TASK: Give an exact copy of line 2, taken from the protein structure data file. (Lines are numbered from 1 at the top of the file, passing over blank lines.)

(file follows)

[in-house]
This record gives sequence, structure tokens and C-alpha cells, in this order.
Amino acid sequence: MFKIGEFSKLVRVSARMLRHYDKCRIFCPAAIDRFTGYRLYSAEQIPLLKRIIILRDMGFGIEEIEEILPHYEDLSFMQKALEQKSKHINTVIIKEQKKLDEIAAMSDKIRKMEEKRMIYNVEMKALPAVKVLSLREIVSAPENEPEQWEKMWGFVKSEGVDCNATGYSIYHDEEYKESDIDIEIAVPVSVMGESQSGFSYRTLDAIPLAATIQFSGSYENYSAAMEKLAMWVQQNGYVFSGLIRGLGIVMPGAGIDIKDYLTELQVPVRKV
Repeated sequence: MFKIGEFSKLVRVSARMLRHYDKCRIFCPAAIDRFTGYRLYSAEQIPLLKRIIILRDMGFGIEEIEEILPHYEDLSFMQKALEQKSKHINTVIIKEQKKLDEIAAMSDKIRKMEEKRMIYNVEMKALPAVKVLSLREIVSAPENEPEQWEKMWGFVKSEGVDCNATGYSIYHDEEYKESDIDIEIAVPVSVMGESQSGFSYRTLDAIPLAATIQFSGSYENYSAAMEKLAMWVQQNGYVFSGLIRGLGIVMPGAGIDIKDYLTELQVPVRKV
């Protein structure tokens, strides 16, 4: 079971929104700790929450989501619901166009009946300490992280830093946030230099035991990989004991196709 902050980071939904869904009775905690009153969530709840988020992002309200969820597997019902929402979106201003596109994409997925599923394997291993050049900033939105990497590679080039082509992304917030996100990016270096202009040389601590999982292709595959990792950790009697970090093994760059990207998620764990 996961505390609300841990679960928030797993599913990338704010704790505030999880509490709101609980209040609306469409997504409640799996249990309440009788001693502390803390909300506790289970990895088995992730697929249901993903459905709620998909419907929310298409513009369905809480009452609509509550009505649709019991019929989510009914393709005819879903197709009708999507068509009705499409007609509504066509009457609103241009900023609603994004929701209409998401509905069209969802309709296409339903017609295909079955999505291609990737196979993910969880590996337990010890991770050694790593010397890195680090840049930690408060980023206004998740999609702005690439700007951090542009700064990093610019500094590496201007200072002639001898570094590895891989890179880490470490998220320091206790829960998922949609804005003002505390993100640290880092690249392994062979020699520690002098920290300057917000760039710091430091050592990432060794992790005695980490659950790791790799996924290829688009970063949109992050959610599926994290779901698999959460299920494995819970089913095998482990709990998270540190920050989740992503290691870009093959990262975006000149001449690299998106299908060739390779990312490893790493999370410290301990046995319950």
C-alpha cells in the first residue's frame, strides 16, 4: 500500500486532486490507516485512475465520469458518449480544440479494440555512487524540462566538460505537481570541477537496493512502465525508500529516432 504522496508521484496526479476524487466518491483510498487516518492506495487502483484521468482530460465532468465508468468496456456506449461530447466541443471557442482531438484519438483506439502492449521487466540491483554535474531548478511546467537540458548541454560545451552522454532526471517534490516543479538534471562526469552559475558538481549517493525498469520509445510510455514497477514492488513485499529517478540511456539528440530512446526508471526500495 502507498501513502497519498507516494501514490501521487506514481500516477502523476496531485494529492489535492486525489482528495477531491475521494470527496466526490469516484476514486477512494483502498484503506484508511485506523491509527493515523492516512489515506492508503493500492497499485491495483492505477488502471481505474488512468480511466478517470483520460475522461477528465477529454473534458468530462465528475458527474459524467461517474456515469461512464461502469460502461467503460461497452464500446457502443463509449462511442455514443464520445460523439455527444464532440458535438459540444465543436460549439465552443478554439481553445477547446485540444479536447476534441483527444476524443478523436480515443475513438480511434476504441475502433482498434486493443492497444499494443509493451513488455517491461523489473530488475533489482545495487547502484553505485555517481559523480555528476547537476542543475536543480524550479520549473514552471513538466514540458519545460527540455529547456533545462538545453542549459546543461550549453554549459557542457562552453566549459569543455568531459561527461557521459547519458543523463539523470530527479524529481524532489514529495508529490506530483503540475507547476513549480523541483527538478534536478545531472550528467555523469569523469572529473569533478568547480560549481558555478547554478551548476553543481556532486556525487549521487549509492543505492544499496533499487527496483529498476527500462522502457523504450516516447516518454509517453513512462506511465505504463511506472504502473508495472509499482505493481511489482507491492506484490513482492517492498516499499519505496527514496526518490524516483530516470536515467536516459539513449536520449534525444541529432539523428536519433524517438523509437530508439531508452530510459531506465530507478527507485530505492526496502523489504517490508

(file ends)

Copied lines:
This record gives sequence, structure tokens and C-alpha cells, in this order.